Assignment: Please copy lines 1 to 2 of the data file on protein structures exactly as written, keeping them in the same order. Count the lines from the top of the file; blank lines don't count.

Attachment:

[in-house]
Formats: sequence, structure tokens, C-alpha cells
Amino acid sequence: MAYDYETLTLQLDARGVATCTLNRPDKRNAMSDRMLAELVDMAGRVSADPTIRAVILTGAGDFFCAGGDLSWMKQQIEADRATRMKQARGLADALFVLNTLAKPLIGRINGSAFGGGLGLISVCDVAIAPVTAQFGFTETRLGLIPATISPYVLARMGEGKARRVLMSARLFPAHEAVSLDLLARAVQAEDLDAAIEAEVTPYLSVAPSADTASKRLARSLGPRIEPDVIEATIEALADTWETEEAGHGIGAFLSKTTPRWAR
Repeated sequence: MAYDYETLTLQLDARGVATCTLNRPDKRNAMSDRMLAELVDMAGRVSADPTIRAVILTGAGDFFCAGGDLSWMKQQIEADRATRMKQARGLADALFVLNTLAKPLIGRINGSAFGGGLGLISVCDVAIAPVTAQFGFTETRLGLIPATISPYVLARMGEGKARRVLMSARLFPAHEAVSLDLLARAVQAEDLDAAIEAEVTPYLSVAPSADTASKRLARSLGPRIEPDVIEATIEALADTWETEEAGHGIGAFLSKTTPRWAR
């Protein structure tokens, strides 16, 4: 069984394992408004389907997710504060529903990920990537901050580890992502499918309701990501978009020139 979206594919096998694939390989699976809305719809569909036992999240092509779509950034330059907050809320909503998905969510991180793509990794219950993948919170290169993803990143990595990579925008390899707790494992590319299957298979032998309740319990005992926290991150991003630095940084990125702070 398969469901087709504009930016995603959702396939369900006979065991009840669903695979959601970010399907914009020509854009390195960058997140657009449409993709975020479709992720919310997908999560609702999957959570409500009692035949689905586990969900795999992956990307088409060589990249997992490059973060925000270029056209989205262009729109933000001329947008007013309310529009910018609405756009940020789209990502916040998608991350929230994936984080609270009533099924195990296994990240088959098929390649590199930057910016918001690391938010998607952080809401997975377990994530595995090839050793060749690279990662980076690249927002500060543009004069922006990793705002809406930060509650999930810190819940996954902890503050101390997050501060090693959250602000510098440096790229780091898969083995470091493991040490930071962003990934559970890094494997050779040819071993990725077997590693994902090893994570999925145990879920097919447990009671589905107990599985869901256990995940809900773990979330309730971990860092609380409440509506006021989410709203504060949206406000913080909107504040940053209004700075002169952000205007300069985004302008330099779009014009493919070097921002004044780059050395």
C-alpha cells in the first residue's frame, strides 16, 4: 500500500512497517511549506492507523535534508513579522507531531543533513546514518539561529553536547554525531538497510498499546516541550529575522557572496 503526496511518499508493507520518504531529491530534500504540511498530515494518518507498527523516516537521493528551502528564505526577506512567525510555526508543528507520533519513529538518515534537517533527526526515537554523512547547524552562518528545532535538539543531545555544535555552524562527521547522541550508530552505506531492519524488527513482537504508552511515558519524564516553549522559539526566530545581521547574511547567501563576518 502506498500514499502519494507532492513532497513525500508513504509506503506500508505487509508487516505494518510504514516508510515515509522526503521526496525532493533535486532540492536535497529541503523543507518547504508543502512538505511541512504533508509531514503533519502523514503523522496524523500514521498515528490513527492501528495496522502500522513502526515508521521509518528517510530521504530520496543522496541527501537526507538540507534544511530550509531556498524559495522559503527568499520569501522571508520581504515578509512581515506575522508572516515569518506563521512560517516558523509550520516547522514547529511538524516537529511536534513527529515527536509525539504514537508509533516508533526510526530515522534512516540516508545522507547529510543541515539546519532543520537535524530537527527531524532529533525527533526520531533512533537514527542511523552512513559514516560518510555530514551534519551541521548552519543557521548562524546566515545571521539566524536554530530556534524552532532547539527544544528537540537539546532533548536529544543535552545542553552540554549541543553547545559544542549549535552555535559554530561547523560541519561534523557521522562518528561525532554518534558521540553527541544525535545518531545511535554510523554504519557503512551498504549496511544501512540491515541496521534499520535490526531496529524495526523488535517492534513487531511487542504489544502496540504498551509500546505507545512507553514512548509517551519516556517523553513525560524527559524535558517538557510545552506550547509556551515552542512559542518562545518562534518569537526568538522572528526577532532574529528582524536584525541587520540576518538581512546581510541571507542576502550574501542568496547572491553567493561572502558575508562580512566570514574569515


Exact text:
[in-house]
Formats: sequence, structure tokens, C-alpha cells